0 4 min 5 yrs

If you run in the circles in which I run, chances are you’ve been asked whether you prefer Star Wars or Star Trek at least once. The only answer to that question, of course, is Alien. Alien is such a part of our culture that it can be easy to forget what a revolutionary movie it was and, in many ways, remains.

Despite spawning a franchise, the entries of which range from great (Aliens, and, yes, Alien 3—fight me) to abysmal (Aliens Vs. Predator), I can of few other films that have managed to break conventions as creatively and powerfully. Where you’d expect Jedi knights and Federation wunderkind, Alien gives us blue collar laborers under the thumb of an uncaring corporation. Instead of a Buck Rogers-esque action hero and his space princess, we get Sigourney Weaver’s breakout performance as the tough but believable Ellen Ripley. The spectacle of Everywoman Ripley versus H.R. Giger’s seemingly invulnerable Xenomorph, her coworkers winnowed down by its depredations, fit right in with the zeitgeist of the Women’s Lib movement. Really, you could think of Alien as Night of the Living Dead in outer space.

J.W. Rinzler’s The Making of Alien, from Titan Books, delves into the film’s creation from first conceptions to a rundown of its sequels. Rinzler’s beautiful, full-colored book is an exhaustive, fascinating look at the movie’s creation. As with any good “making of” book, Rinzler has something of interest to every fan, from casting (Weaver, a classically-trained actress and graduate of the Yale School of Drama, was wary of the idea of even appearing in a science fiction film) to bits of earlier script drafts (the alien was originally conceived of as a humanoid octopus). Of greatest appeal to me was seeing the evolution of the set and monster designs, with some stunning early concept art by the talented but then relatively little-known Giger, who took the interesting but fairly conventional visuals director Ridley Scott was working with and transformed them into the iconic biomechanical look of the Xenomorph and its facehugger progenitors.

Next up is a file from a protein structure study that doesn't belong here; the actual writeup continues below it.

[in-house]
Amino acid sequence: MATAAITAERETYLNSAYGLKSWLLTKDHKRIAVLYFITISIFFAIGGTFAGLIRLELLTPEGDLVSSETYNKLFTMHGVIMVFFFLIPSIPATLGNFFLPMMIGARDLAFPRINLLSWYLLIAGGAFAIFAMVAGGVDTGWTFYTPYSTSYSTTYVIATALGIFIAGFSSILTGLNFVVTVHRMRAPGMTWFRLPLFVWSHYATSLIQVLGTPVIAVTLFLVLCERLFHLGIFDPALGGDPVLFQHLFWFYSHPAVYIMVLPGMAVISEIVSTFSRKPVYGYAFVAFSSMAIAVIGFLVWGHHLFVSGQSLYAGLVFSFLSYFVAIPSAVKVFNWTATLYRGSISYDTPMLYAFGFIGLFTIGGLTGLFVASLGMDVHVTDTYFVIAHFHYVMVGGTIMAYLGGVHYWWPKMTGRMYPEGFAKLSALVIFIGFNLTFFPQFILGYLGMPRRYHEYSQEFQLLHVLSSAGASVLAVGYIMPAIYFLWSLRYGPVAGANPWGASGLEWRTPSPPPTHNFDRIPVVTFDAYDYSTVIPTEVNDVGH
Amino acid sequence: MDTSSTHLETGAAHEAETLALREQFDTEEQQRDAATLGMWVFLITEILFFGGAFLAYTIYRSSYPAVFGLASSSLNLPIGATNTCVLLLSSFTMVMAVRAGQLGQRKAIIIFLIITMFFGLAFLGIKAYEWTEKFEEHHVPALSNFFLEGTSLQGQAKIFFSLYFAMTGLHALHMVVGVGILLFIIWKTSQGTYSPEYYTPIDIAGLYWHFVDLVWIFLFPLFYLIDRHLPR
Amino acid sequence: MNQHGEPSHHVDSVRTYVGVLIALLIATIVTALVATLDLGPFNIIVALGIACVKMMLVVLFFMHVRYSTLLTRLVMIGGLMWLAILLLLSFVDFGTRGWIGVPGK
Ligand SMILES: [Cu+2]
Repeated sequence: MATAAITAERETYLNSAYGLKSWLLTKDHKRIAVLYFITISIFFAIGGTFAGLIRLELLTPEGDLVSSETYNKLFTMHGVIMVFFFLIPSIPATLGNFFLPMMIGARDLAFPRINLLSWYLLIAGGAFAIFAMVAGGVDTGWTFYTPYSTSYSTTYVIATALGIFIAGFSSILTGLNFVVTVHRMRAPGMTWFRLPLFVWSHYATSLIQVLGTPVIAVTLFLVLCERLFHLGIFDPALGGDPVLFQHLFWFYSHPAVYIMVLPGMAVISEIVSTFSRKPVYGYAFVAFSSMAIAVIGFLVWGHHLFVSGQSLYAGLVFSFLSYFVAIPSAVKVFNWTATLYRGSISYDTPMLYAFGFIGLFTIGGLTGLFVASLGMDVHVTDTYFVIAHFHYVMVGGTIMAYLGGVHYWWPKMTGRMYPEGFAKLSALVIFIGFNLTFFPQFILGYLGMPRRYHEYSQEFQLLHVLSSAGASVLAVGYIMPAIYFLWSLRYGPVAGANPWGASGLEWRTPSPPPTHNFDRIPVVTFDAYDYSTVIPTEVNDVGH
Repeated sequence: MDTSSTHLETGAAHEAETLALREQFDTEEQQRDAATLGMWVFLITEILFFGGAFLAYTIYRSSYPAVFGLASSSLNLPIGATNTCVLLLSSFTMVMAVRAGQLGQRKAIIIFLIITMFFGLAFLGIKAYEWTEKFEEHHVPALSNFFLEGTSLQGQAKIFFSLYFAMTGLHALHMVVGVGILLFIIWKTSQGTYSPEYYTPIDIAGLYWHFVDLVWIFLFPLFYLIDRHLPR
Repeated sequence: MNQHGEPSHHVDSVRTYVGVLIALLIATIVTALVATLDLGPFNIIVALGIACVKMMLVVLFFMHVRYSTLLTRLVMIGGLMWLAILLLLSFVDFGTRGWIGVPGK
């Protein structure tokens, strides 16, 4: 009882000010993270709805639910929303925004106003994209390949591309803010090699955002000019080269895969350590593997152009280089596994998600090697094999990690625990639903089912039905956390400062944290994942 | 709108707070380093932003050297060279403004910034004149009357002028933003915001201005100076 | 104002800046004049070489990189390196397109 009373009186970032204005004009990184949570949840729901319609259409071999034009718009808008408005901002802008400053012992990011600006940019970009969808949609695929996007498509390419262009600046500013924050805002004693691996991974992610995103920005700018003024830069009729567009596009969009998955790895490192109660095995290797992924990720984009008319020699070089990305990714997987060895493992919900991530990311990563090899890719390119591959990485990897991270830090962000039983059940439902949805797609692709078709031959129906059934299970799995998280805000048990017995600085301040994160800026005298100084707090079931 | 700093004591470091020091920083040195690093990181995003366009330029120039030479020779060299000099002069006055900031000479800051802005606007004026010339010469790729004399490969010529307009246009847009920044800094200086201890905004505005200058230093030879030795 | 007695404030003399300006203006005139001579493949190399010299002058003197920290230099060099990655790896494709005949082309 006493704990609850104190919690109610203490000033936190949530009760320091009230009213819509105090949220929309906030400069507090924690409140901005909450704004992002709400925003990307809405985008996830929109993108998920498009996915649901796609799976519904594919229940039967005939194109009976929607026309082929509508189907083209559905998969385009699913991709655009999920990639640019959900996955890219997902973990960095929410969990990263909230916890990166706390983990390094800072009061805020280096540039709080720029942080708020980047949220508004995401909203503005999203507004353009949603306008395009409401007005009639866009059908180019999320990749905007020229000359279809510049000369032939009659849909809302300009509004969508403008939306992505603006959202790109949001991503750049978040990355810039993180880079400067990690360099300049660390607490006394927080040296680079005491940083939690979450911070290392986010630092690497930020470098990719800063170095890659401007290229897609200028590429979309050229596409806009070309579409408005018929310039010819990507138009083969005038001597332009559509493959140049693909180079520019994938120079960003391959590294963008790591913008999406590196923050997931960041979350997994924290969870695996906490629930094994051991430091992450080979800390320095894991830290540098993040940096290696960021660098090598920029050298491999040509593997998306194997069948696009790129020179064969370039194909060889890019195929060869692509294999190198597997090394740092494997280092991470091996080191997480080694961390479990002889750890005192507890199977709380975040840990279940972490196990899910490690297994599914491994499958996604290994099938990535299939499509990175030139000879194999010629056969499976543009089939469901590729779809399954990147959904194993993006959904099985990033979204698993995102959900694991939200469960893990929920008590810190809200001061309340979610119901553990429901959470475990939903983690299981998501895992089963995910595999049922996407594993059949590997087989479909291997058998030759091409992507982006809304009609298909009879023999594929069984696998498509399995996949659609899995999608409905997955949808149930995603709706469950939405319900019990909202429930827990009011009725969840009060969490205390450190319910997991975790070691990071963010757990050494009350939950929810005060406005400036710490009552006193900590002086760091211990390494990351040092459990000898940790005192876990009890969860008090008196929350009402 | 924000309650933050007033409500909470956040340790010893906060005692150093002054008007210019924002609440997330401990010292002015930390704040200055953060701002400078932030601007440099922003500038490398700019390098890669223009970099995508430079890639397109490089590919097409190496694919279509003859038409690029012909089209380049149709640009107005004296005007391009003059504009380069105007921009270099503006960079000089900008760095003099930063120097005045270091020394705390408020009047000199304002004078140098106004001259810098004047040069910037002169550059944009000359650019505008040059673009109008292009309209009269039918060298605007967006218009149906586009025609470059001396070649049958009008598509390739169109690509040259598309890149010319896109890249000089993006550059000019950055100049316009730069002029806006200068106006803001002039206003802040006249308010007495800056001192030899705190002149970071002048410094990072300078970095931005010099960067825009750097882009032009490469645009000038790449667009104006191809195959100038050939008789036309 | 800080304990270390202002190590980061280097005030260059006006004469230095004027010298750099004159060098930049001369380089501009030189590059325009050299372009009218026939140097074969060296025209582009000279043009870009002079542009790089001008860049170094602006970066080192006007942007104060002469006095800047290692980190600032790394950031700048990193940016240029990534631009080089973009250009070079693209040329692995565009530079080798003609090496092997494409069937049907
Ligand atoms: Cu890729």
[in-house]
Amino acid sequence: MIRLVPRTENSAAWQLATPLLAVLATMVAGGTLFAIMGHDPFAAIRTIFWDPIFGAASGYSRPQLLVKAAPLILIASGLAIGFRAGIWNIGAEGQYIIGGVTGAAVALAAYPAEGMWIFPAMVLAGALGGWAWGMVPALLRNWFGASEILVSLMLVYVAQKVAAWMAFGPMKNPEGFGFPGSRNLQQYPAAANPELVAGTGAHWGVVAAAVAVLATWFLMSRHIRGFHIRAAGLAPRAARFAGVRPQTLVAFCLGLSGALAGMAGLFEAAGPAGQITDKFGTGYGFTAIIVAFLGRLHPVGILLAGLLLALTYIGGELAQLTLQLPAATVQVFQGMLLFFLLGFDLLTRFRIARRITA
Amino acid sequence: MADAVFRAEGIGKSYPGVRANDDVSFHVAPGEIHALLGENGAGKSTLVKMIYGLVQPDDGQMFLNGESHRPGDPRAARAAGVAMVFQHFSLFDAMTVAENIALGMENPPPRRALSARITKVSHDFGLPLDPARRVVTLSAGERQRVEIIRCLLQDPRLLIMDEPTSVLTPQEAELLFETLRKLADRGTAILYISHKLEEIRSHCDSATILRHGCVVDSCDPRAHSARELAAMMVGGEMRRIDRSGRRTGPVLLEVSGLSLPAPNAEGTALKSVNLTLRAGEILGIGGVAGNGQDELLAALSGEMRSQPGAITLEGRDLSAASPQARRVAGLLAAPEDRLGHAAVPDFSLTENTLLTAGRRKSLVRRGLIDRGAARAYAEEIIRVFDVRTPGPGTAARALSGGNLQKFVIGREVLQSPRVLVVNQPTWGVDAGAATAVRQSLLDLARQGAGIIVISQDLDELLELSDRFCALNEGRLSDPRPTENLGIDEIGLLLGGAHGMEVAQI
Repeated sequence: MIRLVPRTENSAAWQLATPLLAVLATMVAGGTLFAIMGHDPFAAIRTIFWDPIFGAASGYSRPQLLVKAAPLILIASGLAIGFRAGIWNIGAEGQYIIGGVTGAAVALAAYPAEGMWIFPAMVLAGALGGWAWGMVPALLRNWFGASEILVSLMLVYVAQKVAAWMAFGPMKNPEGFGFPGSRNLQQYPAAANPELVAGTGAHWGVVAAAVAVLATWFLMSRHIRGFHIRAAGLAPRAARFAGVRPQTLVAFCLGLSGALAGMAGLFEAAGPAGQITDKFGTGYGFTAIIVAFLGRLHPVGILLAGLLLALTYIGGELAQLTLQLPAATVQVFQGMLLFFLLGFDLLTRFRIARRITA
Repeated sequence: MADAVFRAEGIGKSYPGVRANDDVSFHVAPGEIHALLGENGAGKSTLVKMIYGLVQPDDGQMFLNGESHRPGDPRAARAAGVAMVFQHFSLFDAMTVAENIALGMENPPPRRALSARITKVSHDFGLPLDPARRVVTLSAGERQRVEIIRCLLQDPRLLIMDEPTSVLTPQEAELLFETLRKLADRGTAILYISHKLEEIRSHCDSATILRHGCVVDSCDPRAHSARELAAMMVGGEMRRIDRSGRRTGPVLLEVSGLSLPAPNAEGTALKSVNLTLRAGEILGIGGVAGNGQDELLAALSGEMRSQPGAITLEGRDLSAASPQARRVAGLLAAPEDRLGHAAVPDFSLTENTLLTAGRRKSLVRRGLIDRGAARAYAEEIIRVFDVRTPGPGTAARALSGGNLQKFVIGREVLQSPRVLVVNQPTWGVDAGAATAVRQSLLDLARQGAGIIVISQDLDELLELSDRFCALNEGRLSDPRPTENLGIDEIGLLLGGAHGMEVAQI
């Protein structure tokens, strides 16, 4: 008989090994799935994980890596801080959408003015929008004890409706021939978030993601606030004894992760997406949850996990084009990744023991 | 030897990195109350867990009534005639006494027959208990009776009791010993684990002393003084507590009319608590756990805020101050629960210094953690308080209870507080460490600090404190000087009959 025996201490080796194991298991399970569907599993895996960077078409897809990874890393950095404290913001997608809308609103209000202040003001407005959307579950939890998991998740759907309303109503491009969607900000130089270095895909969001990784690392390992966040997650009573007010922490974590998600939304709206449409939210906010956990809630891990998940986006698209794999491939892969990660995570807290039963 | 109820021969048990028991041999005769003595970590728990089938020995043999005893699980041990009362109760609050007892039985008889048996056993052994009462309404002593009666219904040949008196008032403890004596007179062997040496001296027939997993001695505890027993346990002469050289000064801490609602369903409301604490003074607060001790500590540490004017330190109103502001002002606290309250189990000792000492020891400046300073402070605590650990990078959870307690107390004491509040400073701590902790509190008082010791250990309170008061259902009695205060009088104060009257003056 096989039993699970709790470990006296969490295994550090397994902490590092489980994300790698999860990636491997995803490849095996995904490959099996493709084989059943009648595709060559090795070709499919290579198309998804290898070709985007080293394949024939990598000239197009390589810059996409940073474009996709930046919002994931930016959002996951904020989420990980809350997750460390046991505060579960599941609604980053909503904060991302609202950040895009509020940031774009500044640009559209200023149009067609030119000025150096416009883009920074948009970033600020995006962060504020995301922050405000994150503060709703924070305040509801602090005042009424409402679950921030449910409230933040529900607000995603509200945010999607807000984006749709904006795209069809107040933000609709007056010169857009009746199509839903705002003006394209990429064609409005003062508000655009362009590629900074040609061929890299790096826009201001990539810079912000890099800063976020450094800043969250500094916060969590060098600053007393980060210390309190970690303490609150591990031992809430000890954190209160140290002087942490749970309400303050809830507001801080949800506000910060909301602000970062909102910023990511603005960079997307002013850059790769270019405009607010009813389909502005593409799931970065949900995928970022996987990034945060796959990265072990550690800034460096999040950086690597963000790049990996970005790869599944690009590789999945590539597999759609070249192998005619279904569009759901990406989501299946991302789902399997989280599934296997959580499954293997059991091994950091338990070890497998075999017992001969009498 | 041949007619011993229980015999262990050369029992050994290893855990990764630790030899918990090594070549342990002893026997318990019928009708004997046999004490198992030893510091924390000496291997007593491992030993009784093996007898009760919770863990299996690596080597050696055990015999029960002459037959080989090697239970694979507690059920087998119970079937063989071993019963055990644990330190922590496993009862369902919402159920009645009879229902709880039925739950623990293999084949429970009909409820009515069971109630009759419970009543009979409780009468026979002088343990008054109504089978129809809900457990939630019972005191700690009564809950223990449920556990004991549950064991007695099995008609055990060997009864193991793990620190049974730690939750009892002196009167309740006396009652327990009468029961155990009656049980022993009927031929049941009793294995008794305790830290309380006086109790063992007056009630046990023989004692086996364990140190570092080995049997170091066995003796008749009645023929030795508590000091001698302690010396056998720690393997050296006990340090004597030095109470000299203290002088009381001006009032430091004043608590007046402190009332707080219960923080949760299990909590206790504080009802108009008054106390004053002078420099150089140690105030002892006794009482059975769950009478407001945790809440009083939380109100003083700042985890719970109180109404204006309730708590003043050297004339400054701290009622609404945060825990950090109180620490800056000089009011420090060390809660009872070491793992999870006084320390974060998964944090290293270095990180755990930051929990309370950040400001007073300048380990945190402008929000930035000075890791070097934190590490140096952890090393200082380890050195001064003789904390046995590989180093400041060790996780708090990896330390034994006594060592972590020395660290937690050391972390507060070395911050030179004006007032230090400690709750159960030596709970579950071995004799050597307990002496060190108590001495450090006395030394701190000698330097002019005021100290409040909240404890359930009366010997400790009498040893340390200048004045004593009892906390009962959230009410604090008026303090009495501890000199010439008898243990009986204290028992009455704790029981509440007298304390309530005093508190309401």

The Making of Alien functions both as a straightforward story that can be read back to front and a book that can be skipped through and read at random—no mean feat, given the amount of research Rinzler did to make it happen. While I would like to have seen more about the franchise Alien spawned (especially since Aliens is that rare movie—The Godfather II is the only other one I can think of—in which the sequel stands up to the original), in a book that already covers the scope Rinzler’s does, cuts have to be made somewhere.

While I can’t recommend The Making of Alien highly enough to fans of the movie, it’s also an interesting look into the creative process, shedding light on the creation of one of the greatest films of all time. Rinzler and Titan have released a top-quality book that should interest any fan of horror, science fiction, or good film in general.